Unfortunately, clinical studies have shown that mouthwashes do very little to kill bacteria. There is one exception however. Listerine is the only over the counter mouthwash to have been clinically proven to kill bacteria which cause plaque and gingivitis. In this respect, the product more than lives up to its advertising hype.
Did you know that expensive mints and breath sprays may also be a waste of money ? These help eliminate bad breath by stimulating saliva production ! When it comes to reducing bad breath it seems that saliva is our friend.
Saliva helps dissolve smelly sulfur particles and washes away bacteria and food particles. (One reason for bad morning breath is the lack of saliva production during sleep) Anything that stimulates saliva production can therefore help combat bad breath. Instead of taking a breath mint try a drink of water or eating - both of which stimulate saliva production.
What's one of the best dental products you can buy ? Besides fluoride toothpaste and a good toothbrush one of the best dental buys is dental floss. Relatively inexpensive, the use of dental floss can save hundreds to thousands of dollars in future dental costs. You see by brushing we rid the mouth of bacteria reducing the risk of gingivitis and periodontal disease. We also help ensure that our breath remains fresh smelling.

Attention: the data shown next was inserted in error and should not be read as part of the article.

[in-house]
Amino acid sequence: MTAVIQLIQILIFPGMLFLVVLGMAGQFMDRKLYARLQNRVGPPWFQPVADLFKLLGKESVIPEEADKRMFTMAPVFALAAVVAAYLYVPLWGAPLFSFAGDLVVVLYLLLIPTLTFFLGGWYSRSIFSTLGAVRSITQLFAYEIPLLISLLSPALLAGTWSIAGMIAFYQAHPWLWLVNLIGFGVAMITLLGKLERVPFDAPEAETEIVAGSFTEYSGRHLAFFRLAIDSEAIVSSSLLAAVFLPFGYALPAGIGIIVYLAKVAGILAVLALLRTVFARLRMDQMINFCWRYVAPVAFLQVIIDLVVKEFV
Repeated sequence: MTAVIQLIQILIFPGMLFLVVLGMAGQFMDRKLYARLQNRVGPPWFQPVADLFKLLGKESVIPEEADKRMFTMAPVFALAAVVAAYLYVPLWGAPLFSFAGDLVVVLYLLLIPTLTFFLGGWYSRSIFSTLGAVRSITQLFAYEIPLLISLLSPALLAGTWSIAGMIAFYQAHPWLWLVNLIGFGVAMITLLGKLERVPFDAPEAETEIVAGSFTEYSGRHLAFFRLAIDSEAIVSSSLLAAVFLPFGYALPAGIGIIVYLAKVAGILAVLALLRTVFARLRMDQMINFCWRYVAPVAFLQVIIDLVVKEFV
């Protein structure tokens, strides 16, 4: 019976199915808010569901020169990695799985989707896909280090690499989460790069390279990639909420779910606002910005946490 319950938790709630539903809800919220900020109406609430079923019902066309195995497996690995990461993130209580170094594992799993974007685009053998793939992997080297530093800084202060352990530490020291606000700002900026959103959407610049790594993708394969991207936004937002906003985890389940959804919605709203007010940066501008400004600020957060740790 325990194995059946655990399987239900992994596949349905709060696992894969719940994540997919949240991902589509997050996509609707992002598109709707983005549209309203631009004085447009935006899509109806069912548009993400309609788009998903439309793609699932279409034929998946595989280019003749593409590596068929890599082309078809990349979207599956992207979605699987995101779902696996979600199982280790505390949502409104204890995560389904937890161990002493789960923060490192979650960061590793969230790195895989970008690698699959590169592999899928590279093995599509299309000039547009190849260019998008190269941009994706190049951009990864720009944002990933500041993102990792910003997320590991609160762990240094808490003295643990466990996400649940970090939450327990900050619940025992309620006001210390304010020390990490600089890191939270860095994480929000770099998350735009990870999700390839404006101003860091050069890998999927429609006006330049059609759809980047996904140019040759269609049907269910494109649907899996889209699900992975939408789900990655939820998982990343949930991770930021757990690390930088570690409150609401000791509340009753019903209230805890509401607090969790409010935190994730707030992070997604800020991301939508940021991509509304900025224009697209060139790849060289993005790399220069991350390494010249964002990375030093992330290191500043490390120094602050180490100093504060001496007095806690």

If we only brush however, we miss the bacteria that reside on tooth surfaces that the toothbrush can not reach. These include the spaces in between teeth. Here bacteria will be allowed to grow uninhibited leading to plaque formation, gingivitis, periodontal disease, and tooth decay. These conditions can be very costly to treat. Flossing removes bacteria in areas the toothbrush cannot reach.
In conclusion don't believe all of the advertising hype. For healthy people, when it comes to good home dental care a simple fluoride toothpaste, a good soft bristle toothbrush, and regular use of dental floss will work wonders.
This article is written by Dr. Eric Spieler - a practicing dentist in Philadelphia, PA and selective faculty member at the University of Pennsylvania School of Medicine. Visit Dr. Spieler's Dental Zone at SaveYourSmile.com Your online dental health resource. Learn how to eliminate bad breath, whiten teeth, prevent oral ulcers, and much more. Sign up for our free newsletter!
This information is for educational purposes and not intended as delivery of medical care or advice.
Trending on TDS
- Using a smartphone when you're yardsaling
- 5 ways to save when dining out
- Affordable hair conditioner
- When your friend has expensive habits and tastes you can't afford
- Practically free mini vacations
- What you shouldn't (and should) buy in April
- 4 steps to a simpler (and more frugal) life
- 5 reasons to skip an all-inclusive vacation
- Secrets to living luxuriously for less
- Money-saving secrets of the rich and frugal
- Gain more by spending less